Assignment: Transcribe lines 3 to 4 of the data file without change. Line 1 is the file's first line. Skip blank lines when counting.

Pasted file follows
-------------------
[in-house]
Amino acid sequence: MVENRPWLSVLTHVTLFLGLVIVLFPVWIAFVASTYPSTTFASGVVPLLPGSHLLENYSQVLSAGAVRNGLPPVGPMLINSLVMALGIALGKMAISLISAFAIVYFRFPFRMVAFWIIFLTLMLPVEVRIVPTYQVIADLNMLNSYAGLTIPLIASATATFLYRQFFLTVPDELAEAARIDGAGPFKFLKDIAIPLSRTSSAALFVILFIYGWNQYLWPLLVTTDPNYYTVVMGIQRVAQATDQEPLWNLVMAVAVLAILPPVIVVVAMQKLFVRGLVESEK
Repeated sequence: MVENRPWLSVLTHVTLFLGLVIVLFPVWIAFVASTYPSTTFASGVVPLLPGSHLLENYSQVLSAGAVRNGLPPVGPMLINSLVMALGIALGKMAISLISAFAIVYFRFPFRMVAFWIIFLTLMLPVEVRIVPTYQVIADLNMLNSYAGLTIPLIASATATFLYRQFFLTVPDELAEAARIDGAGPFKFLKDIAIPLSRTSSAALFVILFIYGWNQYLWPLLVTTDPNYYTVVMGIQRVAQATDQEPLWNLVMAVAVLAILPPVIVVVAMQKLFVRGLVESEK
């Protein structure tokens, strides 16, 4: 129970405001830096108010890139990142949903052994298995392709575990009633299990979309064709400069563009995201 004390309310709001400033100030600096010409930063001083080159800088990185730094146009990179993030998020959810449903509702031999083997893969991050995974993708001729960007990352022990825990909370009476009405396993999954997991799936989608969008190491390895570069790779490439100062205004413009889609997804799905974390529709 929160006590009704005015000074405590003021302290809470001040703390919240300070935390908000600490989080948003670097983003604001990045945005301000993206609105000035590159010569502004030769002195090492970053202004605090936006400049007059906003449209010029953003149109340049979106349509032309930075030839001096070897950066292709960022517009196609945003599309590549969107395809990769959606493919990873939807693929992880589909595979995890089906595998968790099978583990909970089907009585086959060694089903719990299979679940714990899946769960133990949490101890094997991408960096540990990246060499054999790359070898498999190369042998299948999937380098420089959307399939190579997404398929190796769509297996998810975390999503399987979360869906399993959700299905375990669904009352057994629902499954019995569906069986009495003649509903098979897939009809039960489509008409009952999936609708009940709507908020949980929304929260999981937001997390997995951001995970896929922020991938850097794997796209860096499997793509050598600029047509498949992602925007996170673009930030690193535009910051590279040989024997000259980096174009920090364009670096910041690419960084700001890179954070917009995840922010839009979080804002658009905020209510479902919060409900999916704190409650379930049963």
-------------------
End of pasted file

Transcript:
Repeated sequence: MVENRPWLSVLTHVTLFLGLVIVLFPVWIAFVASTYPSTTFASGVVPLLPGSHLLENYSQVLSAGAVRNGLPPVGPMLINSLVMALGIALGKMAISLISAFAIVYFRFPFRMVAFWIIFLTLMLPVEVRIVPTYQVIADLNMLNSYAGLTIPLIASATATFLYRQFFLTVPDELAEAARIDGAGPFKFLKDIAIPLSRTSSAALFVILFIYGWNQYLWPLLVTTDPNYYTVVMGIQRVAQATDQEPLWNLVMAVAVLAILPPVIVVVAMQKLFVRGLVESEK
């Protein structure tokens, strides 16, 4: 129970405001830096108010890139990142949903052994298995392709575990009633299990979309064709400069563009995201 004390309310709001400033100030600096010409930063001083080159800088990185730094146009990179993030998020959810449903509702031999083997893969991050995974993708001729960007990352022990825990909370009476009405396993999954997991799936989608969008190491390895570069790779490439100062205004413009889609997804799905974390529709 929160006590009704005015000074405590003021302290809470001040703390919240300070935390908000600490989080948003670097983003604001990045945005301000993206609105000035590159010569502004030769002195090492970053202004605090936006400049007059906003449209010029953003149109340049979106349509032309930075030839001096070897950066292709960022517009196609945003599309590549969107395809990769959606493919990873939807693929992880589909595979995890089906595998968790099978583990909970089907009585086959060694089903719990299979679940714990899946769960133990949490101890094997991408960096540990990246060499054999790359070898498999190369042998299948999937380098420089959307399939190579997404398929190796769509297996998810975390999503399987979360869906399993959700299905375990669904009352057994629902499954019995569906069986009495003649509903098979897939009809039960489509008409009952999936609708009940709507908020949980929304929260999981937001997390997995951001995970896929922020991938850097794997796209860096499997793509050598600029047509498949992602925007996170673009930030690193535009910051590279040989024997000259980096174009920090364009670096910041690419960084700001890179954070917009995840922010839009979080804002658009905020209510479902919060409900999916704190409650379930049963």